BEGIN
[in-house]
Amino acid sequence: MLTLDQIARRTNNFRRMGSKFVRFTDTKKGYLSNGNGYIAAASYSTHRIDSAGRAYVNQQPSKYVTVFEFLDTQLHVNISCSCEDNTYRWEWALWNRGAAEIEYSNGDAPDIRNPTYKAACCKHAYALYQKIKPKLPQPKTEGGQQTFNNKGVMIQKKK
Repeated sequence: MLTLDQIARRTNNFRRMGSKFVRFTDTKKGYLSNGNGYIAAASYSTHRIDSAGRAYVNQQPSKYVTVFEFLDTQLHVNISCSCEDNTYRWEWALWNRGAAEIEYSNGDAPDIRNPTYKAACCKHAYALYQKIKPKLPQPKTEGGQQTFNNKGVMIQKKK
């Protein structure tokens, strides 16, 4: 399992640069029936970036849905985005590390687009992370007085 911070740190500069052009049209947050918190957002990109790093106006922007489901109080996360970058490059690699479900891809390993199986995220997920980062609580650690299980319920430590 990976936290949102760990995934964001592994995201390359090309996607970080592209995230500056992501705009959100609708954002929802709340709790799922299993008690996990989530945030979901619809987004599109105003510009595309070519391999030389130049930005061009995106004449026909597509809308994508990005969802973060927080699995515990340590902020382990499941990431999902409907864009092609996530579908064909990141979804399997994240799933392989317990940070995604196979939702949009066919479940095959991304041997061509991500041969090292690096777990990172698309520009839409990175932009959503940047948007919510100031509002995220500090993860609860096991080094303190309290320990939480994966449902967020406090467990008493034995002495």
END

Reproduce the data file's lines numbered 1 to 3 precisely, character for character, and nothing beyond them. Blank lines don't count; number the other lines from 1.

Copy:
[in-house]
Amino acid sequence: MLTLDQIARRTNNFRRMGSKFVRFTDTKKGYLSNGNGYIAAASYSTHRIDSAGRAYVNQQPSKYVTVFEFLDTQLHVNISCSCEDNTYRWEWALWNRGAAEIEYSNGDAPDIRNPTYKAACCKHAYALYQKIKPKLPQPKTEGGQQTFNNKGVMIQKKK
Repeated sequence: MLTLDQIARRTNNFRRMGSKFVRFTDTKKGYLSNGNGYIAAASYSTHRIDSAGRAYVNQQPSKYVTVFEFLDTQLHVNISCSCEDNTYRWEWALWNRGAAEIEYSNGDAPDIRNPTYKAACCKHAYALYQKIKPKLPQPKTEGGQQTFNNKGVMIQKKK